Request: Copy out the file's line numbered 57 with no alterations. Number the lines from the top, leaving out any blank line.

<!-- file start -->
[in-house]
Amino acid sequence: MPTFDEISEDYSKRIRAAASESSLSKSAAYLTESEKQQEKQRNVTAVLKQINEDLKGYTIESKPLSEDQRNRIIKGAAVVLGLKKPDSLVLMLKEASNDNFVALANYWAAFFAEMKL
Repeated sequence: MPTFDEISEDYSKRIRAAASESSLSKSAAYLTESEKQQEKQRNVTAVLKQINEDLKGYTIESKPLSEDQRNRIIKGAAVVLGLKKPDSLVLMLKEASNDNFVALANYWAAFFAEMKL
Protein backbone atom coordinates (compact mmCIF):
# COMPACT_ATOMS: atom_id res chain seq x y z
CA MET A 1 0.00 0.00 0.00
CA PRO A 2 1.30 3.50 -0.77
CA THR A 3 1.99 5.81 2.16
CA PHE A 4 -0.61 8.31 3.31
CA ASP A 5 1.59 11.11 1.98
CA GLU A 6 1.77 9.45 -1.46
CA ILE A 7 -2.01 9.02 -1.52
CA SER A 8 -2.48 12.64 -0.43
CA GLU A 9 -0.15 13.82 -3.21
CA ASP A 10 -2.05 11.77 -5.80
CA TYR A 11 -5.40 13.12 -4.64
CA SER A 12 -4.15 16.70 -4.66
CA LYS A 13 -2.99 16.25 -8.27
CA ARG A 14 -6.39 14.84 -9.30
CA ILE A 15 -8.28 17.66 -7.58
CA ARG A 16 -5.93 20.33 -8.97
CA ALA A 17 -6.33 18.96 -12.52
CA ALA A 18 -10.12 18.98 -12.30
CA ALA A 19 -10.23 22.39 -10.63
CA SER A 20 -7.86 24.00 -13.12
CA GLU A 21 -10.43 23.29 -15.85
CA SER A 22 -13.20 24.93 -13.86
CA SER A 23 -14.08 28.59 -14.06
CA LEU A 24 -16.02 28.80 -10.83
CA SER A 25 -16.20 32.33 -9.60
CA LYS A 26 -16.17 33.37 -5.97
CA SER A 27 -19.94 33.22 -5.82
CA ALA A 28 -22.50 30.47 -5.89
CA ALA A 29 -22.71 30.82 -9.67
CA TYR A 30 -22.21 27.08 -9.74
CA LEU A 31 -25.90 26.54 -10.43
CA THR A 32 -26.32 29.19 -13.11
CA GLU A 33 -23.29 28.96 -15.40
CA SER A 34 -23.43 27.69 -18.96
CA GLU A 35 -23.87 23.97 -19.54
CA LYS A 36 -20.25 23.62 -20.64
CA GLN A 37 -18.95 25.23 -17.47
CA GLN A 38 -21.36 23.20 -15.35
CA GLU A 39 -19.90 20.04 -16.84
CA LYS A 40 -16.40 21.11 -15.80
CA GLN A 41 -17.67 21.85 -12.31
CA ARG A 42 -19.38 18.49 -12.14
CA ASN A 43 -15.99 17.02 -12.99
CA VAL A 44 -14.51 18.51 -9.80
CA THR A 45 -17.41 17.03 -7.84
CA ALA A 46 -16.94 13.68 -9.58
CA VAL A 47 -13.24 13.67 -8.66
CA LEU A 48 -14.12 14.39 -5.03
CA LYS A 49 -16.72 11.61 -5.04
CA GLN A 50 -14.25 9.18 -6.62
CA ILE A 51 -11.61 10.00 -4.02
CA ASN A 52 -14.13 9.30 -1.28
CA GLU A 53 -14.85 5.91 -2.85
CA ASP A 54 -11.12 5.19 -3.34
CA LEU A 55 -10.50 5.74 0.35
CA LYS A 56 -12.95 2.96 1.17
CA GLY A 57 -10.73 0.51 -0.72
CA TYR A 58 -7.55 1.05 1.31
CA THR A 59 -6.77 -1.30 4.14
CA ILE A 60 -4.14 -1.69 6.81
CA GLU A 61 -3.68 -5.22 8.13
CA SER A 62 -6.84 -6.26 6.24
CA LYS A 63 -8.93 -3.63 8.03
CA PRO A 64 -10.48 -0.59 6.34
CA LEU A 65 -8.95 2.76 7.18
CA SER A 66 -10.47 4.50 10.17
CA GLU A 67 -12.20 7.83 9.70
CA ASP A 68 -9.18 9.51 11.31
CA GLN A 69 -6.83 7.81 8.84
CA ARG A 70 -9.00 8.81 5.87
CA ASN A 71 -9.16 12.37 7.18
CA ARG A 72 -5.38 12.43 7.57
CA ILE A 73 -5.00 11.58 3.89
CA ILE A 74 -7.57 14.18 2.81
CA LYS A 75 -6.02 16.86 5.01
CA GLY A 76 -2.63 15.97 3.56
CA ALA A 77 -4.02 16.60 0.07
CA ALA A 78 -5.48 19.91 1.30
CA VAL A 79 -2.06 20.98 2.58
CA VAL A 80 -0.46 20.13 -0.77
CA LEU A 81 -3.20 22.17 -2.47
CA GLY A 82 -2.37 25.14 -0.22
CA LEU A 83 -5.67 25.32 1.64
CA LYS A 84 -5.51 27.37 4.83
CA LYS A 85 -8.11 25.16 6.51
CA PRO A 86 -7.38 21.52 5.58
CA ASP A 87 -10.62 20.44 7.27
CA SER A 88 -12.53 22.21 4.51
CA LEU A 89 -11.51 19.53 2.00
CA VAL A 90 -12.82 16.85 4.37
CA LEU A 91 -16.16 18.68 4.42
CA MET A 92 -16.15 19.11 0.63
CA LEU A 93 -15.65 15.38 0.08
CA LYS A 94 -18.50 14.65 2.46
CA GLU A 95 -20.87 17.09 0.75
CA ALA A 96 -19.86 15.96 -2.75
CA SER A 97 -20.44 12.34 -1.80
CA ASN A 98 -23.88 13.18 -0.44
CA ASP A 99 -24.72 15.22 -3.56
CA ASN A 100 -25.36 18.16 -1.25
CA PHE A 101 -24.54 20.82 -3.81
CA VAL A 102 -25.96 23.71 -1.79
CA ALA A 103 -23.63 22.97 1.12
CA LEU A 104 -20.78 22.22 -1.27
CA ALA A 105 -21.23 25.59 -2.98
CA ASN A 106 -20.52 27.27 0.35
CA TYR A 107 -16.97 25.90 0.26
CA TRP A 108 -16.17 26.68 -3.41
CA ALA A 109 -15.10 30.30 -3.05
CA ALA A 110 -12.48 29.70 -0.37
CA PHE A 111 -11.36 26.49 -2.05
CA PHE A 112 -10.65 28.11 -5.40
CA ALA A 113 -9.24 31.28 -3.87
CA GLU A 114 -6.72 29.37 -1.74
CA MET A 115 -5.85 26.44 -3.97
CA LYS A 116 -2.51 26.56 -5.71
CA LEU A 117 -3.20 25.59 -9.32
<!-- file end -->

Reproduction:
CA ASN A 52 -14.13 9.30 -1.28